Wards host meetings as zoning public comment period wraps up


Ward 5 Alderman Mark Niedergang knows that zoning is not a sexy subject. The current draft of the of the overhauled zoning code, which was compiled through the city’s Zoning Reform Project, is currently 285 pages long.

“It’s like peeling back the layers of an onion,” Niedergang said in an email to constituents. “I’m still learning about what’s in the current draft.”

Niedergang will host a community meeting Ward 5 tonight to discuss his concerns with the zoning overhaul and to hear thoughts from neighbors. Among other concerns, he’s worried that there’s not enough open green space required and that the affordable housing quota is too low. He also worries that the new public process may reduce the influence¬†of community members on large projects.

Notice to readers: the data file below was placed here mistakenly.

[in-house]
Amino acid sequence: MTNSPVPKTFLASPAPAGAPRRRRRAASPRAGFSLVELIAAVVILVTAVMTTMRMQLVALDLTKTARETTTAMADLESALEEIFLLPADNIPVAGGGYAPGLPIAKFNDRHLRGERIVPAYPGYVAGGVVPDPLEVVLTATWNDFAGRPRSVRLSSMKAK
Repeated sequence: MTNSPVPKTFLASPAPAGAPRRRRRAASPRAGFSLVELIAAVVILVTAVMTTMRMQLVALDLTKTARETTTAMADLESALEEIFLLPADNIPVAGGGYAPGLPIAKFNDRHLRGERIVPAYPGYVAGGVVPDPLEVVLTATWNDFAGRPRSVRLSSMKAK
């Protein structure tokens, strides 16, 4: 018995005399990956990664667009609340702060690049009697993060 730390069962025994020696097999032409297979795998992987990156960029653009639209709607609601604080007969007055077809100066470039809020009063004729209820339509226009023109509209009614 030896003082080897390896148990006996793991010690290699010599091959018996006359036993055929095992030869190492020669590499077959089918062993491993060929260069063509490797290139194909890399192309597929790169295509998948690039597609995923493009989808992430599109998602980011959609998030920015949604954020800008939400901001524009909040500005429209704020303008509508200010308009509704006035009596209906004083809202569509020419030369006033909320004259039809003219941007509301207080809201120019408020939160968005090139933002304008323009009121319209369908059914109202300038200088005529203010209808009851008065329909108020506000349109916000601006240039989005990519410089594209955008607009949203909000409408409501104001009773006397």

The overhauled ordinance was submitted to the Board of Alderman by Mayor Curtatone in January. Since then, there have been a handful of public meetings in each ward, the last two of which will be held tonight and tomorrow. Citizens are also encouraged to comment on the ordinance using Somerville’s Open Comment tool. Through this online portal, residents can read through the ordinance and add comments to specific bits of text.

The Zoning Reform Project was introduced under SomerVision,¬†the comprehensive plan to address Somerville’s gravest problems by 2030. The city hopes that by updating the zoning code, Somerville will be able to address growth in a way that “reflects the community’s values” and protects lower income residents and small businesses.

Those curious about the changes can learn more and voice concerns tonight at the Ward 5 meeting (6:30 p.m., 259 Lowell St.) or tomorrow at the meeting for Ward 4 (6:30 p.m., 5 Meacham St.). The Open Comment tool will take entries until March 27.